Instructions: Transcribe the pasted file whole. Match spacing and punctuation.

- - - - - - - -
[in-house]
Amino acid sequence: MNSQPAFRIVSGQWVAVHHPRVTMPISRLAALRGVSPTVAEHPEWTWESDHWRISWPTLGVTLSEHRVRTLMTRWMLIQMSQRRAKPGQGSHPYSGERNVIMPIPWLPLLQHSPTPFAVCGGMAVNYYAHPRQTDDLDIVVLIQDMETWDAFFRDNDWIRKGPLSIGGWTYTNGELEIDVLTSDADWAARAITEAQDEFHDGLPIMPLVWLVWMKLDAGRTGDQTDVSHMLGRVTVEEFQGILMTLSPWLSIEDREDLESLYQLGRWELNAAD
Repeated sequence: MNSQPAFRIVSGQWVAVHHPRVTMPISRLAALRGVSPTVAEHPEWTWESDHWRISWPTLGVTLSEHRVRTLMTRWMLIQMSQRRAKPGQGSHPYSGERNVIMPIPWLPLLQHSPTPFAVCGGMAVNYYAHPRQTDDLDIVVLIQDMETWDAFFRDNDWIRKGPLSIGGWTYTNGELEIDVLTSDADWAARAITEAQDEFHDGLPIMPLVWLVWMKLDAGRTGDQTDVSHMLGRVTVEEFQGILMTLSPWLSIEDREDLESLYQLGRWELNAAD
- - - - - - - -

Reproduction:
[in-house]
Amino acid sequence: MNSQPAFRIVSGQWVAVHHPRVTMPISRLAALRGVSPTVAEHPEWTWESDHWRISWPTLGVTLSEHRVRTLMTRWMLIQMSQRRAKPGQGSHPYSGERNVIMPIPWLPLLQHSPTPFAVCGGMAVNYYAHPRQTDDLDIVVLIQDMETWDAFFRDNDWIRKGPLSIGGWTYTNGELEIDVLTSDADWAARAITEAQDEFHDGLPIMPLVWLVWMKLDAGRTGDQTDVSHMLGRVTVEEFQGILMTLSPWLSIEDREDLESLYQLGRWELNAAD
Repeated sequence: MNSQPAFRIVSGQWVAVHHPRVTMPISRLAALRGVSPTVAEHPEWTWESDHWRISWPTLGVTLSEHRVRTLMTRWMLIQMSQRRAKPGQGSHPYSGERNVIMPIPWLPLLQHSPTPFAVCGGMAVNYYAHPRQTDDLDIVVLIQDMETWDAFFRDNDWIRKGPLSIGGWTYTNGELEIDVLTSDADWAARAITEAQDEFHDGLPIMPLVWLVWMKLDAGRTGDQTDVSHMLGRVTVEEFQGILMTLSPWLSIEDREDLESLYQLGRWELNAAD